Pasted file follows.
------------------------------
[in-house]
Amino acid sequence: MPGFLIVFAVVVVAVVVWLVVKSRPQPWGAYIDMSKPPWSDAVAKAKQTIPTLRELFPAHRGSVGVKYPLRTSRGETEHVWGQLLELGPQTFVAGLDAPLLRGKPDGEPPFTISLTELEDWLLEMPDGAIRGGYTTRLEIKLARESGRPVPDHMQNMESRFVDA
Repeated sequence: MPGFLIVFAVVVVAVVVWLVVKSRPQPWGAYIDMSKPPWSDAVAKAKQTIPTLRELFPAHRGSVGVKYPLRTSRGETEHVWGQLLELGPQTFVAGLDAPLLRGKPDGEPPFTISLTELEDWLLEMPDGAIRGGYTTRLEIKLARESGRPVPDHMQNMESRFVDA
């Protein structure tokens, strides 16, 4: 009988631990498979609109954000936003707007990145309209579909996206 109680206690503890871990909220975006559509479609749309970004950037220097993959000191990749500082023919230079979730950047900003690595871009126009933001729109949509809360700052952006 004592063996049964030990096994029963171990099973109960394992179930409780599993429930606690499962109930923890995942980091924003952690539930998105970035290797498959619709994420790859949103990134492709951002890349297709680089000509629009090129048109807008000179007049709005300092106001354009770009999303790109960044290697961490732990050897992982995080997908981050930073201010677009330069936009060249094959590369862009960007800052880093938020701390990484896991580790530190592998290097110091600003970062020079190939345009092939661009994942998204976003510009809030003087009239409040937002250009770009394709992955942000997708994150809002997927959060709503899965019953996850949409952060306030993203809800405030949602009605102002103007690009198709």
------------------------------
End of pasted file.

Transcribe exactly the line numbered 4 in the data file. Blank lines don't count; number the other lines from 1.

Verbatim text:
């Protein structure tokens, strides 16, 4: 009988631990498979609109954000936003707007990145309209579909996206 109680206690503890871990909220975006559509479609749309970004950037220097993959000191990749500082023919230079979730950047900003690595871009126009933001729109949509809360700052952006 004592063996049964030990096994029963171990099973109960394992179930409780599993429930606690499962109930923890995942980091924003952690539930998105970035290797498959619709994420790859949103990134492709951002890349297709680089000509629009090129048109807008000179007049709005300092106001354009770009999303790109960044290697961490732990050897992982995080997908981050930073201010677009330069936009060249094959590369862009960007800052880093938020701390990484896991580790530190592998290097110091600003970062020079190939345009092939661009994942998204976003510009809030003087009239409040937002250009770009394709992955942000997708994150809002997927959060709503899965019953996850949409952060306030993203809800405030949602009605102002103007690009198709």